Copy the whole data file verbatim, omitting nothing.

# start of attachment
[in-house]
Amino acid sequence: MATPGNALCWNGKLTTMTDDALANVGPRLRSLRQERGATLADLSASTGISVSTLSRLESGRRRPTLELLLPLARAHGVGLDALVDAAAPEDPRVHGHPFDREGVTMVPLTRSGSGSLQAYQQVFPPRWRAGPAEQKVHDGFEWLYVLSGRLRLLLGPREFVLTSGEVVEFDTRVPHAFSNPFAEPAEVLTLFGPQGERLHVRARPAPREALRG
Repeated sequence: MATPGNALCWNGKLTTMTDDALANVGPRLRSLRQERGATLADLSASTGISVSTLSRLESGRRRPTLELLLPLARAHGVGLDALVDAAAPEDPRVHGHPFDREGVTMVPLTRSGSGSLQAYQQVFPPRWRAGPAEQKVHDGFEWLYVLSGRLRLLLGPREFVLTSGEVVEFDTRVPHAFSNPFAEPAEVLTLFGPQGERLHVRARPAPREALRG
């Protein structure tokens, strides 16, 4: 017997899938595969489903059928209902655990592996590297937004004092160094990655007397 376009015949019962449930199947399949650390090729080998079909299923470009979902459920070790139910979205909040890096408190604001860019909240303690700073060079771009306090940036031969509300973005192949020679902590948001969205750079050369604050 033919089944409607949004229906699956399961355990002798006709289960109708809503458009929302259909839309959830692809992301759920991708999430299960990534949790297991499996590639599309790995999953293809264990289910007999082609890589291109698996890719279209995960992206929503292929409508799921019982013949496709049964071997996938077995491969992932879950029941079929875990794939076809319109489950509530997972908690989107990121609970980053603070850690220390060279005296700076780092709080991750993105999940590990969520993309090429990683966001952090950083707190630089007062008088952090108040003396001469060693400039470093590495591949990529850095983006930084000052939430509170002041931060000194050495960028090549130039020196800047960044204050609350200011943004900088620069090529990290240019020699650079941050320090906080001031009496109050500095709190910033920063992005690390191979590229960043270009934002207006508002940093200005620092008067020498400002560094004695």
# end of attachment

[in-house]
Amino acid sequence: MATPGNALCWNGKLTTMTDDALANVGPRLRSLRQERGATLADLSASTGISVSTLSRLESGRRRPTLELLLPLARAHGVGLDALVDAAAPEDPRVHGHPFDREGVTMVPLTRSGSGSLQAYQQVFPPRWRAGPAEQKVHDGFEWLYVLSGRLRLLLGPREFVLTSGEVVEFDTRVPHAFSNPFAEPAEVLTLFGPQGERLHVRARPAPREALRG
Repeated sequence: MATPGNALCWNGKLTTMTDDALANVGPRLRSLRQERGATLADLSASTGISVSTLSRLESGRRRPTLELLLPLARAHGVGLDALVDAAAPEDPRVHGHPFDREGVTMVPLTRSGSGSLQAYQQVFPPRWRAGPAEQKVHDGFEWLYVLSGRLRLLLGPREFVLTSGEVVEFDTRVPHAFSNPFAEPAEVLTLFGPQGERLHVRARPAPREALRG
């Protein structure tokens, strides 16, 4: 017997899938595969489903059928209902655990592996590297937004004092160094990655007397 376009015949019962449930199947399949650390090729080998079909299923470009979902459920070790139910979205909040890096408190604001860019909240303690700073060079771009306090940036031969509300973005192949020679902590948001969205750079050369604050 033919089944409607949004229906699956399961355990002798006709289960109708809503458009929302259909839309959830692809992301759920991708999430299960990534949790297991499996590639599309790995999953293809264990289910007999082609890589291109698996890719279209995960992206929503292929409508799921019982013949496709049964071997996938077995491969992932879950029941079929875990794939076809319109489950509530997972908690989107990121609970980053603070850690220390060279005296700076780092709080991750993105999940590990969520993309090429990683966001952090950083707190630089007062008088952090108040003396001469060693400039470093590495591949990529850095983006930084000052939430509170002041931060000194050495960028090549130039020196800047960044204050609350200011943004900088620069090529990290240019020699650079941050320090906080001031009496109050500095709190910033920063992005690390191979590229960043270009934002207006508002940093200005620092008067020498400002560094004695």